Posts filled under #summervacation

An extract on #summervacation

For the centenary of the VFL/AFL in 1996, the Australian Football Hall of Fame was established. In that year 136 identities were inducted, including 100 players, 10 coaches, 10 umpires, 10 administrators and six media representatives. The elite Legend status was bestowed on 12 members of the Hall of Fame in 1996: Ron Barassi, Haydn Bunton Sr., Roy Cazaly, John Coleman, Jack Dyer, Polly Farmer, Leigh Matthews, John Nicholls, Bob Pratt, Dick Reynolds, Bob Skilton and Ted Whitten. The Legend status is the highest honour which can be bestowed on an Australian footballer. The following fourteen members have been promoted to the status of "Legend" since 1996: Ian Stewart (1997), Gordon Coventry (1998), Peter Hudson (1999), Kevin Bartlett (2000), Barrie Robran (2001), Bill Hutchison (2003), Jock McHale (2005), Darrel Baldock (2006), Norm Smith (2007), Alex Jesaulenko (2008), Kevin Murray (2010), Barry Cable (2012), Tony Lockett (2015) and Malcolm Blight (2017).

In the Byzantine Rite of the Eastern Orthodox Church and the Eastern Catholic Churches, the music performed in the liturgies is exclusively sung without instrumental accompaniment. Bishop Kallistos Ware says, "The service is sung, even though there may be no choir... In the Orthodox Church today, as in the early Church, singing is unaccompanied and instrumental music is not found." This a cappella behavior arises from strict interpretation of Psalms 150, which states, Let every thing that hath breath praise the Lord. Praise ye the Lord. In keeping with this philosophy, early Russian musika which started appearing in the late 17th century, in what was known as khorovye kontsert (choral concertos) made a cappella adaptations of Venetian-styled pieces, such as the treatise, Grammatika musikiyskaya (1675), by Nikolai Diletsky. Divine Liturgies and Western Rite masses composed by famous composers such as Peter Tchaikovsky, Sergei Rachmaninoff, Alexander Arkhangelsky, and Mykola Leontovych are fine examples of this.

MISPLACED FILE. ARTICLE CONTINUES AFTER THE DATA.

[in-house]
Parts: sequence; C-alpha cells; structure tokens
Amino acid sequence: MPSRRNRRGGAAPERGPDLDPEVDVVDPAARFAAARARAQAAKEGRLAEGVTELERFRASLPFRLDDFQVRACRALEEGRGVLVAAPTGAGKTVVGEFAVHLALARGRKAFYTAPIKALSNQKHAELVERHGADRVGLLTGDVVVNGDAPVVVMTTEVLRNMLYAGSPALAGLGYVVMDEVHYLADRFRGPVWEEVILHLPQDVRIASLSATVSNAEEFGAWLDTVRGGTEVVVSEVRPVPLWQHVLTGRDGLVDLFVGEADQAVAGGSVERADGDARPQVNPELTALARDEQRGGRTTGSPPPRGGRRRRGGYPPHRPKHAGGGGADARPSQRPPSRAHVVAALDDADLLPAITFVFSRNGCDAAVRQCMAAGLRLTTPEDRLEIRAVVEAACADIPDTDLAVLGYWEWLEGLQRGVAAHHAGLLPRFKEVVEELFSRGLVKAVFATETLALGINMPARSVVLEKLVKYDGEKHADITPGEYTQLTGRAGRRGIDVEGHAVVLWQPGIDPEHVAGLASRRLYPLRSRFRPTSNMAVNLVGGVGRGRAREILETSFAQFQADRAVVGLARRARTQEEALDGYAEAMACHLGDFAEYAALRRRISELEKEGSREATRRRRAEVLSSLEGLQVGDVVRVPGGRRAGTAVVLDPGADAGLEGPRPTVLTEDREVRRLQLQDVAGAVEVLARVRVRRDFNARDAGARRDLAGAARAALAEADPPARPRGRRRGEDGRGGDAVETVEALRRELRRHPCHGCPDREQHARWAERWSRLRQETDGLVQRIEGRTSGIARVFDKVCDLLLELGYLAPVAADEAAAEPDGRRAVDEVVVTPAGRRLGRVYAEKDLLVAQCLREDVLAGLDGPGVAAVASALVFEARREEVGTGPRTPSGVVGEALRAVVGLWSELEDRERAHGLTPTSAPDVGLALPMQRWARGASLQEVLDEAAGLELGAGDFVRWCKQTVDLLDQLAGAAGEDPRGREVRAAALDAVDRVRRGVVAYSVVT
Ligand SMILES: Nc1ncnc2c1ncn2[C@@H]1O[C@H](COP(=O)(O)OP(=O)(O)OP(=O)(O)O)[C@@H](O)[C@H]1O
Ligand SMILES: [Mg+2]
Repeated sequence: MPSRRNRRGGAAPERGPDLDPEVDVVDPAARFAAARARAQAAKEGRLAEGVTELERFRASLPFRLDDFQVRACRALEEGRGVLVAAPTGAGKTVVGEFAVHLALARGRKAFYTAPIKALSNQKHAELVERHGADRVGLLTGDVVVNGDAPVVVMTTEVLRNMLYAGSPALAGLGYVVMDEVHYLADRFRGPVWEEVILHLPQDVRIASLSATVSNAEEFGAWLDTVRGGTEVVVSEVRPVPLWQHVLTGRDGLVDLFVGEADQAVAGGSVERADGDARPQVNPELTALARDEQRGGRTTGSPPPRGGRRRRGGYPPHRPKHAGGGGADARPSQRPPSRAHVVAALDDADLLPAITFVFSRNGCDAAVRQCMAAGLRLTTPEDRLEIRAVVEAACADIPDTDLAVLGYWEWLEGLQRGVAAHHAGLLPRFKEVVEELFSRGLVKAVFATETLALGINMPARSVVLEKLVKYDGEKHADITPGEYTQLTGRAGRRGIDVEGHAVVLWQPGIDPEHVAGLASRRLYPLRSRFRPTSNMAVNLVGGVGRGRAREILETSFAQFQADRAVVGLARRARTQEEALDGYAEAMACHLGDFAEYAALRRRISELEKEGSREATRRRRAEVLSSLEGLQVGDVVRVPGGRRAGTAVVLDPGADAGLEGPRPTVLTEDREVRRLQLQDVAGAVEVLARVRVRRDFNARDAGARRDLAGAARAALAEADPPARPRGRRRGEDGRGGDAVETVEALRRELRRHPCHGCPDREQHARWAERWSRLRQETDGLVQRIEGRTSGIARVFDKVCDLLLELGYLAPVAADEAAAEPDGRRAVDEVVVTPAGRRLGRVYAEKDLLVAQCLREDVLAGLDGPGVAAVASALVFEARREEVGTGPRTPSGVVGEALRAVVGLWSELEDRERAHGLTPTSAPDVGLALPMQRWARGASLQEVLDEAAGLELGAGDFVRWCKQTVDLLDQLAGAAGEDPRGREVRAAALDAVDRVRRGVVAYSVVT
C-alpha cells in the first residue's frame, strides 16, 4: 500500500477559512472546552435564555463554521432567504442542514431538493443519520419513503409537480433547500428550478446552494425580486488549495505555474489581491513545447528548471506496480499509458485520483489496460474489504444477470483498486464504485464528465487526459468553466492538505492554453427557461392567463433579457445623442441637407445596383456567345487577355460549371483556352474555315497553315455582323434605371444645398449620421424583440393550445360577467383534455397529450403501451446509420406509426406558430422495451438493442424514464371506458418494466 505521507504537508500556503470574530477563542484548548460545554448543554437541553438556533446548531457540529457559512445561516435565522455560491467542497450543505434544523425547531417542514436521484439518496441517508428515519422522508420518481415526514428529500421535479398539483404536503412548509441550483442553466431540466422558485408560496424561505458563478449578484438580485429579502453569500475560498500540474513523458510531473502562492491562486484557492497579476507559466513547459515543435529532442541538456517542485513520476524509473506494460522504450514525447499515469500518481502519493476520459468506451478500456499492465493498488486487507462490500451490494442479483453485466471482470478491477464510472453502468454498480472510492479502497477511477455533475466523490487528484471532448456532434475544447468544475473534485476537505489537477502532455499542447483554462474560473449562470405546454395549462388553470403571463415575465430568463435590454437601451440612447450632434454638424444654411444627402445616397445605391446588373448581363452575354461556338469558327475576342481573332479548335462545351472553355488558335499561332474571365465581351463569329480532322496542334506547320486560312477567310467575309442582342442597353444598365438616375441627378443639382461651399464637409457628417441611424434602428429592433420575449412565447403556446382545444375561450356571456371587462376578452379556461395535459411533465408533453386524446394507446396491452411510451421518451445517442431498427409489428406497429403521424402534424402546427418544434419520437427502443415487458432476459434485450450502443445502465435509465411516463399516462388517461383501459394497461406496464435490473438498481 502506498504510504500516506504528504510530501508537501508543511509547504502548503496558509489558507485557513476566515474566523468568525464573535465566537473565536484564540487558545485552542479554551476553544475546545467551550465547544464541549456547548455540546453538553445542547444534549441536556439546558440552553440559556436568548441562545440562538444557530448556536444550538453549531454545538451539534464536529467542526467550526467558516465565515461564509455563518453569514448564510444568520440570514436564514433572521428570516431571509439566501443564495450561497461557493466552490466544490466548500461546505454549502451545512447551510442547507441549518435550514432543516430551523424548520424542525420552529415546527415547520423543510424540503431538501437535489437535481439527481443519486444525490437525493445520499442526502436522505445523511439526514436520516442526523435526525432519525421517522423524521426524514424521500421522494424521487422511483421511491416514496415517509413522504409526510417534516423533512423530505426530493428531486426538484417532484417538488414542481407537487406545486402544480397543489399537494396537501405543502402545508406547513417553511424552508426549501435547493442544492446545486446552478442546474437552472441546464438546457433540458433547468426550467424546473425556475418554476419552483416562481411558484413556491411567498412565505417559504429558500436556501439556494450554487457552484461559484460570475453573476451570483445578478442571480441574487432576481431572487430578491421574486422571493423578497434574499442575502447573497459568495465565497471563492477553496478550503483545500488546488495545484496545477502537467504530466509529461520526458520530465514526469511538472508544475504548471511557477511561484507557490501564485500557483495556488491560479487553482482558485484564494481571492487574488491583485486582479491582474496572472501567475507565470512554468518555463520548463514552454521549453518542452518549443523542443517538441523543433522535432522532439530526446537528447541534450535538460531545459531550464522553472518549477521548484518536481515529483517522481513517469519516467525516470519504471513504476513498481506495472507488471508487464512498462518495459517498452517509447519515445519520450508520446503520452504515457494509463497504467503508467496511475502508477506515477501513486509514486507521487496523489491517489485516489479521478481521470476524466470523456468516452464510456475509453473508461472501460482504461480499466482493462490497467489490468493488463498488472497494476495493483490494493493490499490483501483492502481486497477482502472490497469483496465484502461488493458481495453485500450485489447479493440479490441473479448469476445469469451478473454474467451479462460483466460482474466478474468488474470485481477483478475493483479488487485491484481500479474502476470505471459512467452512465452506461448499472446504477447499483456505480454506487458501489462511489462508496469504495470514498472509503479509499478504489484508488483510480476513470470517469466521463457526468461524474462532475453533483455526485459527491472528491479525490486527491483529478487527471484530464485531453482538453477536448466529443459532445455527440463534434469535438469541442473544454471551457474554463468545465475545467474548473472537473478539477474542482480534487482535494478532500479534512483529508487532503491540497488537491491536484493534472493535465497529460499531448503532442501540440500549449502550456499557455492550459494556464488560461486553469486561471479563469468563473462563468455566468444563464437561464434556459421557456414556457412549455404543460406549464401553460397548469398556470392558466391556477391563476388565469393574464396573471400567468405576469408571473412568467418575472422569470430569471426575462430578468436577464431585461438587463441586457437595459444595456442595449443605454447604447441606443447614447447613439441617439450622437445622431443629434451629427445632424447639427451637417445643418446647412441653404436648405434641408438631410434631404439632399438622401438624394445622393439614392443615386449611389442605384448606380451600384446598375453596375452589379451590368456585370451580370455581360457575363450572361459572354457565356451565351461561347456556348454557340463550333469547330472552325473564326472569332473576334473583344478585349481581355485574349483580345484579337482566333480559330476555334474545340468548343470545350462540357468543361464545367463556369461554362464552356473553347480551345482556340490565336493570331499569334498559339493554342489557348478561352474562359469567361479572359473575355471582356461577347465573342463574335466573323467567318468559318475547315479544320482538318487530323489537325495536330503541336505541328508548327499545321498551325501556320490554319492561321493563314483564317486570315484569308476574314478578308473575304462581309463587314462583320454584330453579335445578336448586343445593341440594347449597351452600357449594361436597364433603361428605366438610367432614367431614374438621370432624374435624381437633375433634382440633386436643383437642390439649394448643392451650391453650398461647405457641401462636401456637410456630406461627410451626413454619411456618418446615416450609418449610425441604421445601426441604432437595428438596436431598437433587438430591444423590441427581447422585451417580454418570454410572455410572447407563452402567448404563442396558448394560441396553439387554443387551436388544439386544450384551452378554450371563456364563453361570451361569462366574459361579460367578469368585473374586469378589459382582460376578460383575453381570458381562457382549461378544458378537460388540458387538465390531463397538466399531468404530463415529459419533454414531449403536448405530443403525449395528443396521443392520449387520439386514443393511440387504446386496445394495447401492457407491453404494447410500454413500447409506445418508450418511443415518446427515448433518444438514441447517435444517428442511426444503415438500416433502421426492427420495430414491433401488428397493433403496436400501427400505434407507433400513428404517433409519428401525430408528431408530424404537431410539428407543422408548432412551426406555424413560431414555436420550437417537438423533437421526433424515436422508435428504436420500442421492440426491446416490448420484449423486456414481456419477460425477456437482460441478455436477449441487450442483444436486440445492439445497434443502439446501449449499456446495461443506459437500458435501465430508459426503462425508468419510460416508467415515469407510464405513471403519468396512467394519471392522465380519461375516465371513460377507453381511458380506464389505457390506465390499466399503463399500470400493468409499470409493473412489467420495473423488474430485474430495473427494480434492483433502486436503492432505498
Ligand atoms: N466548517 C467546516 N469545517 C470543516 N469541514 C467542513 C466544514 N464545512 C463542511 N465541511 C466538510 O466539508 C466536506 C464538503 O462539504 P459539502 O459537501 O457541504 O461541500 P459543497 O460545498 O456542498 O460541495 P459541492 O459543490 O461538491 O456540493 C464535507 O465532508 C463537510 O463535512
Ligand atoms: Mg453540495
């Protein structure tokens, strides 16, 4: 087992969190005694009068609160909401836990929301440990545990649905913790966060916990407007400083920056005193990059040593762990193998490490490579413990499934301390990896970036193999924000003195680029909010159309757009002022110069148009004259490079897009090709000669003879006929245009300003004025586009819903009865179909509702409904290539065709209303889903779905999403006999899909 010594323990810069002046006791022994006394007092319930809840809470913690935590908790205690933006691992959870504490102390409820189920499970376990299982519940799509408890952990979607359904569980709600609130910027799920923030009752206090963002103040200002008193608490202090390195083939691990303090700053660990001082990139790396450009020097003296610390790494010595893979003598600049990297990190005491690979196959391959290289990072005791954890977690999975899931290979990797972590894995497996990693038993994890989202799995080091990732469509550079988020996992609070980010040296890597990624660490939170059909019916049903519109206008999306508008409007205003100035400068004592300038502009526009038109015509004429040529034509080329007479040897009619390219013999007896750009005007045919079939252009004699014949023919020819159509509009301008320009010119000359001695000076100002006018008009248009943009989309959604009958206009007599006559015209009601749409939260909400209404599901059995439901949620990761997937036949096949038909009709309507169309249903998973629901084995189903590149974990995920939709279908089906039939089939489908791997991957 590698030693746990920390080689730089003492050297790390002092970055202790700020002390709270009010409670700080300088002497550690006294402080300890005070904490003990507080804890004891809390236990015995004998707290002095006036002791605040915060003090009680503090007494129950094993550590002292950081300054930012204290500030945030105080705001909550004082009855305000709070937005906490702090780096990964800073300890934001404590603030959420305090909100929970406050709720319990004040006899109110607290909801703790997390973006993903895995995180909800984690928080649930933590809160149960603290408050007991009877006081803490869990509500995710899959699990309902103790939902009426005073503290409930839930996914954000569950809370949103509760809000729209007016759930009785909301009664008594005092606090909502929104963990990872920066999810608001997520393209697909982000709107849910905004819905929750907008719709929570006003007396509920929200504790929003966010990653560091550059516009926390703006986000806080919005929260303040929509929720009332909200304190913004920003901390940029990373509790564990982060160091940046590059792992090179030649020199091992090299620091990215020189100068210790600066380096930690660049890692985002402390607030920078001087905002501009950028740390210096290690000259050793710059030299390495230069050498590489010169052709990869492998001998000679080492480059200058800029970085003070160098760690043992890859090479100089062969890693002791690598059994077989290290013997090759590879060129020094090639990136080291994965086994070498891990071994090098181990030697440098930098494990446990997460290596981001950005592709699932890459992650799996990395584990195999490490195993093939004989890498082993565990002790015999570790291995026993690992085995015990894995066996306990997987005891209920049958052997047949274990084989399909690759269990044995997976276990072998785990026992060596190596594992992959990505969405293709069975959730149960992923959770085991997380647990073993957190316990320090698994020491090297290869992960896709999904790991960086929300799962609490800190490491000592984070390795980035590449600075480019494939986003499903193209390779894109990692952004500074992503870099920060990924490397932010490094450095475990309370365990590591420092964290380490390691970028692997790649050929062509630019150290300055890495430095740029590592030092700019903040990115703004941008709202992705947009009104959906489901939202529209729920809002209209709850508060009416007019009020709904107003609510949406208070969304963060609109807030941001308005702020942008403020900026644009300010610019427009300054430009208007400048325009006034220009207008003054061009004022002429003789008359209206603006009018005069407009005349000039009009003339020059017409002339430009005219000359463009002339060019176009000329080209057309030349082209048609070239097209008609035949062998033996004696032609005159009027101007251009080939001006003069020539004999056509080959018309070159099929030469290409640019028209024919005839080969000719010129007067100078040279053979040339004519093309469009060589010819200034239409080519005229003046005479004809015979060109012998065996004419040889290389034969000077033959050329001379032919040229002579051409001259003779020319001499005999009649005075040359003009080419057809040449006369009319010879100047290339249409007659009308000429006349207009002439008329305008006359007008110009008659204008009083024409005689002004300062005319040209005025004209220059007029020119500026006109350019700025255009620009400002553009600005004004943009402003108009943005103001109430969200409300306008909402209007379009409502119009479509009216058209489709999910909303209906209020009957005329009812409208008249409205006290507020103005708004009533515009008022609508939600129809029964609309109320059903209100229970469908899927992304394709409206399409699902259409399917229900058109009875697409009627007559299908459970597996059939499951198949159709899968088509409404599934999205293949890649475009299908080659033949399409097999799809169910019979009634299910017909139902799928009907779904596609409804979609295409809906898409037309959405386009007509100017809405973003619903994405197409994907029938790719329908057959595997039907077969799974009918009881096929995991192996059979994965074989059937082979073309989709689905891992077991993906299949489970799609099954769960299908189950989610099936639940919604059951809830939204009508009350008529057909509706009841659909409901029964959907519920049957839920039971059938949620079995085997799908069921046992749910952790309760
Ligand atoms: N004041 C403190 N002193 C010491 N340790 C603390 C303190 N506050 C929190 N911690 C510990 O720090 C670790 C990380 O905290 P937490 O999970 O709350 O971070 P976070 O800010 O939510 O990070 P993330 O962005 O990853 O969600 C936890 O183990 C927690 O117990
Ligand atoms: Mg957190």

The European a cappella tradition is especially strong in the countries around the Baltic and perhaps most so in Sweden as described by Richard Sparks in his doctoral thesis The Swedish Choral Miracle in 2000. Swedish a cappella choirs have over the last 25 years won around 25% of the annual prestigious European Grand Prix for Choral Singing (EGP) that despite its name is open to choirs from all over the world (see list of laureates in the Wikipedia article on the EGP competition). The reasons for the strong Swedish dominance are as explained by Richard Sparks manifold; suffice to say here that there is a long-standing tradition, an unsusually large proportion of the populations (5% is often cited) regularly sing in choirs, the Swedish choral director Eric Ericson had an enormous impact on a cappella choral development not only in Sweden but around the world, and finally there are a large number of very popular primary and secondary schools (music schools) with high admission standards based on auditions that combine a rigid academic regimen with high level choral singing on every school day, a system that started with Adolf Fredrik's Music School in Stockholm in 1939 but has spread over the country.